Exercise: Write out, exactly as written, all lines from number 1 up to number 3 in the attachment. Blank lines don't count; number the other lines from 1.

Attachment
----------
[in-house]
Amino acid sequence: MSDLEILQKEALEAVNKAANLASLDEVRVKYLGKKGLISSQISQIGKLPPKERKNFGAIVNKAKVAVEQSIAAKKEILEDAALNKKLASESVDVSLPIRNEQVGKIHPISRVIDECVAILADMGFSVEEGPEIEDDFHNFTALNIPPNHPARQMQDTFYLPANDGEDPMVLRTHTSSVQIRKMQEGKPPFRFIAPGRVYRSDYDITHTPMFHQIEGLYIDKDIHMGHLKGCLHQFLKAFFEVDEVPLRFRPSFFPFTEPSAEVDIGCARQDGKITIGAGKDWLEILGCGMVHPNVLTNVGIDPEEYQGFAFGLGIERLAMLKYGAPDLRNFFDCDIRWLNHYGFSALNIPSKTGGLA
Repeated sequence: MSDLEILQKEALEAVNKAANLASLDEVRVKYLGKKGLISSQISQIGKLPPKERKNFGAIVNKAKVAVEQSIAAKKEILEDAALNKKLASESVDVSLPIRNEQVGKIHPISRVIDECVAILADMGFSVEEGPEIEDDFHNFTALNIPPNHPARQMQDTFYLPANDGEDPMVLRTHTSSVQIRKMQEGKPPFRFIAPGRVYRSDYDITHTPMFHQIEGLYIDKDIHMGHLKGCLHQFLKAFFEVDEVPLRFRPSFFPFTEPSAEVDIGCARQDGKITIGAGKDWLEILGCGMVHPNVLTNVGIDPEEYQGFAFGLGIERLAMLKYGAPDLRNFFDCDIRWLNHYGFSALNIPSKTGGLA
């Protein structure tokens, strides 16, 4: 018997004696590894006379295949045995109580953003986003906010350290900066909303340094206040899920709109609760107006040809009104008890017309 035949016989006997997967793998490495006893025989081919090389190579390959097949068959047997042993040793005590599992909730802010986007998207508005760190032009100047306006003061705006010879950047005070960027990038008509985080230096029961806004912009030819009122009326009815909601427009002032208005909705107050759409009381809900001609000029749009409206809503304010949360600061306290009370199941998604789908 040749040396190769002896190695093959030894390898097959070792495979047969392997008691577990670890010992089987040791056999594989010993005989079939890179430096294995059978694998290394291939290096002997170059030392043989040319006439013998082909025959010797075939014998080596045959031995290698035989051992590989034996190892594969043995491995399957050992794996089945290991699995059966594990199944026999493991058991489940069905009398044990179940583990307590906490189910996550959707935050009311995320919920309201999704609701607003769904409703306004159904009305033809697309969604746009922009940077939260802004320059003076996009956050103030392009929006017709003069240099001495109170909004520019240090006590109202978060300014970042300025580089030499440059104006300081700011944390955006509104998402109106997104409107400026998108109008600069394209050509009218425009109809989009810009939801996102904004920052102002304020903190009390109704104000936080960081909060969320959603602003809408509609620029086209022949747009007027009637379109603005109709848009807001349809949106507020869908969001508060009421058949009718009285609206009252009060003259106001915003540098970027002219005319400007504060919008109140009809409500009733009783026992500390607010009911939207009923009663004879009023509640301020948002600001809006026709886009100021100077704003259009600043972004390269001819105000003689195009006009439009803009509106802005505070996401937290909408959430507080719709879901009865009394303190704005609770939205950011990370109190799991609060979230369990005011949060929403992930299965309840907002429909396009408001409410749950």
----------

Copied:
[in-house]
Amino acid sequence: MSDLEILQKEALEAVNKAANLASLDEVRVKYLGKKGLISSQISQIGKLPPKERKNFGAIVNKAKVAVEQSIAAKKEILEDAALNKKLASESVDVSLPIRNEQVGKIHPISRVIDECVAILADMGFSVEEGPEIEDDFHNFTALNIPPNHPARQMQDTFYLPANDGEDPMVLRTHTSSVQIRKMQEGKPPFRFIAPGRVYRSDYDITHTPMFHQIEGLYIDKDIHMGHLKGCLHQFLKAFFEVDEVPLRFRPSFFPFTEPSAEVDIGCARQDGKITIGAGKDWLEILGCGMVHPNVLTNVGIDPEEYQGFAFGLGIERLAMLKYGAPDLRNFFDCDIRWLNHYGFSALNIPSKTGGLA
Repeated sequence: MSDLEILQKEALEAVNKAANLASLDEVRVKYLGKKGLISSQISQIGKLPPKERKNFGAIVNKAKVAVEQSIAAKKEILEDAALNKKLASESVDVSLPIRNEQVGKIHPISRVIDECVAILADMGFSVEEGPEIEDDFHNFTALNIPPNHPARQMQDTFYLPANDGEDPMVLRTHTSSVQIRKMQEGKPPFRFIAPGRVYRSDYDITHTPMFHQIEGLYIDKDIHMGHLKGCLHQFLKAFFEVDEVPLRFRPSFFPFTEPSAEVDIGCARQDGKITIGAGKDWLEILGCGMVHPNVLTNVGIDPEEYQGFAFGLGIERLAMLKYGAPDLRNFFDCDIRWLNHYGFSALNIPSKTGGLA